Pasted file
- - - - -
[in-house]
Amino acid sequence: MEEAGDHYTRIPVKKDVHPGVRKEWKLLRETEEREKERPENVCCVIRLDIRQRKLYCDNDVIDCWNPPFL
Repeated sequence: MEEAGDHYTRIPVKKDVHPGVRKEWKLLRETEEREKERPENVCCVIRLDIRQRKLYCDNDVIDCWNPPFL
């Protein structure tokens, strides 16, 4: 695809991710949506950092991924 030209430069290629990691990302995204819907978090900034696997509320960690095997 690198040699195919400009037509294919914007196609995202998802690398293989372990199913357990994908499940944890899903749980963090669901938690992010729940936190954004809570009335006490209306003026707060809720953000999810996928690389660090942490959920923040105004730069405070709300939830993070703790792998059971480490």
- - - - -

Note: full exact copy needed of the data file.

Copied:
[in-house]
Amino acid sequence: MEEAGDHYTRIPVKKDVHPGVRKEWKLLRETEEREKERPENVCCVIRLDIRQRKLYCDNDVIDCWNPPFL
Repeated sequence: MEEAGDHYTRIPVKKDVHPGVRKEWKLLRETEEREKERPENVCCVIRLDIRQRKLYCDNDVIDCWNPPFL
């Protein structure tokens, strides 16, 4: 695809991710949506950092991924 030209430069290629990691990302995204819907978090900034696997509320960690095997 690198040699195919400009037509294919914007196609995202998802690398293989372990199913357990994908499940944890899903749980963090669901938690992010729940936190954004809570009335006490209306003026707060809720953000999810996928690389660090942490959920923040105004730069405070709300939830993070703790792998059971480490």